While the bulls are certainly hoping the “cash hoard” will flow into U.S. equities, the reality may be quite different.
With the third quarter of 2019 reporting season mostly behind us, we can take a look at what happened with earnings to see what’s real, what’s not, and what it will mean for the markets going forward.
What's the most important economic number? GDP, Employment, claims....nope....those are all lagging indicators. If you want to know where you are headed look at the 85-component CFNAI. Here's why.
In today’s market the majority of investors are simply chasing performance. However, why would you NOT expect this to be the case when financial advisers, the mainstream media, and WallStreet continually press the idea that investors “must beat” some random benchmark index from one year to the next.
In a “secular bull’ market, the prevailing trend is “bullish” or upward-moving. In a “secular bear” the market tends to trend sideways with severe drawdowns and sharp rallies. However, what truly defines long-term secular markets are valuations, and whether those valuations are contracting or expanding.
A correction is coming, just don't tell the bulls just yet. A technical look at the rapid reversion of sentiment from bearish back to bullish. With more extreme extensions of technical indicators, it suggests a correction is likely over the next few weeks in the stockmarket.
The media is full of articles about the financial situation of Millennials in today’s economy. According to numerous surveys, they are saddled with too much debt, can’t secure higher wage-paying jobs, and are financially distressed on many fronts.
It isn’t just the deviation of asset prices from corporate profitability which is skewed, but also reported earnings per share. As I have discussed previously, the operating and reported earnings per share are heavily manipulated by accounting gimmicks, share buybacks, and cost suppression.
A recent study revealed the top risks institutions are hedging for long-term. Here's what you can do.
DOW 650,000 - Just recently CNBC ran an article touting Ron Baron's call for the Dow to reach that astronomical level in just 50-years. Problem is that the INDU should ALREADY be at 650,000 - why isn't it?
In a recent weekly newsletter, I discussed the rather dramatic decline of short-interest in the S&P 500 which suggests a high degree of complacency by investors.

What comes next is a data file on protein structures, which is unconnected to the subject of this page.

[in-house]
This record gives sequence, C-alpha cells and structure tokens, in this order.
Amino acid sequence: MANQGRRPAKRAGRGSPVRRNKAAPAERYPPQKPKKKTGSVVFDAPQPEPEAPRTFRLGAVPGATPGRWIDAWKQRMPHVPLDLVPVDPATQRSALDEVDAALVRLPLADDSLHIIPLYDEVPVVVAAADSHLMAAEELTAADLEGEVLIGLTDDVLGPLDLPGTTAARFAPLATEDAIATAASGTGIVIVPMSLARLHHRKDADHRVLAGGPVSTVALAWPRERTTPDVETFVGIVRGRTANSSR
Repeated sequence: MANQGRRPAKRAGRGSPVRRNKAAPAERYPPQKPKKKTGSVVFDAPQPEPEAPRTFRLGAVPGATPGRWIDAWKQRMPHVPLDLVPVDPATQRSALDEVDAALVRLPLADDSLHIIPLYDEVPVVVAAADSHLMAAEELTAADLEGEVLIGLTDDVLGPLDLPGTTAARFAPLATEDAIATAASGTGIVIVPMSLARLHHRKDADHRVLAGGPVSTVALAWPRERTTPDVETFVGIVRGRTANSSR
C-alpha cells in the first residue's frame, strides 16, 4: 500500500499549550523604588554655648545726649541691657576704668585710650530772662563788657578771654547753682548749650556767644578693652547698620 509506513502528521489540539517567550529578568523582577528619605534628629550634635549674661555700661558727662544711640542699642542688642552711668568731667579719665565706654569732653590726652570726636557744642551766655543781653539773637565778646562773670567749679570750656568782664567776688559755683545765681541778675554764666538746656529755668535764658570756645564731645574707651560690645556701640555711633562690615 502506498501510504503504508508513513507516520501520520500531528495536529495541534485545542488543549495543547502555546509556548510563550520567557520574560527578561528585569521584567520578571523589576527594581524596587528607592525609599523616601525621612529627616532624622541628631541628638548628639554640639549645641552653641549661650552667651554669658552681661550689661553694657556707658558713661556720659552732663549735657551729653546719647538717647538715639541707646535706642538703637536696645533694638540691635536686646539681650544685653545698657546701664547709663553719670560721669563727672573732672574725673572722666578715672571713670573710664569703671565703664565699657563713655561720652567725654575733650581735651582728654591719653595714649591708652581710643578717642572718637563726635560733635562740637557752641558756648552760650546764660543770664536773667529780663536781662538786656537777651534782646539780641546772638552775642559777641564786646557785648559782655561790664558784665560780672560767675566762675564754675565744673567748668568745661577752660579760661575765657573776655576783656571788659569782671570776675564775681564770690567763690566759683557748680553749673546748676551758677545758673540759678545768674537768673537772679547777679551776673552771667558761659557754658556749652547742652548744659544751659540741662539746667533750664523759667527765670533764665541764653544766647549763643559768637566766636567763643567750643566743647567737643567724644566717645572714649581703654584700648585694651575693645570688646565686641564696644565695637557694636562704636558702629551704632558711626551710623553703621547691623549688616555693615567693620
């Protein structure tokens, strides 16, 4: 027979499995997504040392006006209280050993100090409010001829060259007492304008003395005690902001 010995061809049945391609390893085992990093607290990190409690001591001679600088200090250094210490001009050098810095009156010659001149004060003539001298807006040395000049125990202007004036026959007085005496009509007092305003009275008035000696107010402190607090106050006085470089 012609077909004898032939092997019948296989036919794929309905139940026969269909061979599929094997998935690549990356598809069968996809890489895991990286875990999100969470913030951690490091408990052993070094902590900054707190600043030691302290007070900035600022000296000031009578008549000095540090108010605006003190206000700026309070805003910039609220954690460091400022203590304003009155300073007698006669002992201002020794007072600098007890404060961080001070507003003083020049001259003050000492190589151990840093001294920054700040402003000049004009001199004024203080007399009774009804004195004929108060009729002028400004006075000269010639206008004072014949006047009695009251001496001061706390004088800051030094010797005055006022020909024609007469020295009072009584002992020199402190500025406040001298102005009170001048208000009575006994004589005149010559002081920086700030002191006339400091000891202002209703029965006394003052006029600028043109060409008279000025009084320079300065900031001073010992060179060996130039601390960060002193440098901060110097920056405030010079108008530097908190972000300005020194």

Many conversations lately about negative CEO Confidence vs optimistic consumers Most of the bullish commentary centers around CEO's being wrong. But are they? We cover what historically happens next.
A review of the risks which keep the markets range-bound. Investors are bearish, but remain aggressively allocated.
Capitalism is the worst....except for all the rest. The final installment of our 3-part series on capitalism as we examine the fallacies of MMT, why deficits aren't self-financing, and why wealth inequality is actually a good thing.
Since the lows of last December, the markets have climbed ignoring weakening economic growth, deteriorating earnings, weak revenue growth, and historically high valuations on “hopes” that more “Fed rate cuts” and “QE” will keep this current bull market, and economy, alive…indefinitely.
Capitalism? Is it really broken? Or, has it just been distorted into an unrecognizable wealth transfer system? In the 1st of the 3-part series we discuss how we got here & why things seem to have gone awry.
When Carl Gugasian of Dewey, Cheatham & Howe rates Bianchi Corp. a “Strong Buy,” whose interest is that in? We dig into the conflict between WallStreet and You.
Has the splurge in companies buying back their own shares to support asset prices and improve bottom-line EPS finally begin to lose its effectiveness? We dig into the data and what could cause buybacks to end altogether.
Since the 2009 lows the stock market has surged by more than 300% which should be representative of a surging economy. Yet, what we find is a market which has pulled from the future.
Once a year, I post a list of investing rules of great investors in history. Experience is a valuable commodity and these rules can keep you from learning the hard way.
I first wrote about the consequences of hiking the minimum wage in 2016. A recent CBO study confirmed our previous take on the unintended consequences of hiking minimum wages.
With the political, fundamental, and economic backdrop becoming much more hostile toward investors in the intermediate term, understanding the value of cash as a “hedge” against loss becomes much more important.
Just recently, Rex Nutting penned an opinion piece for MarketWatch entitled “Consumer Debt Is Not A Ticking Time Bomb.” His primary point is that low per-capita debt ratios and debt-to-dpi ratios show the consumer is quite healthy and won’t be the primary subject of the next crisis.
Inverted yield curves, Fed cutting rates, and more QE all seem to "the bell ringing" for investors to jump into stocks as markets rise. But, is this the bell ringing to buy stocks, or is it the bell ringing the top of the market?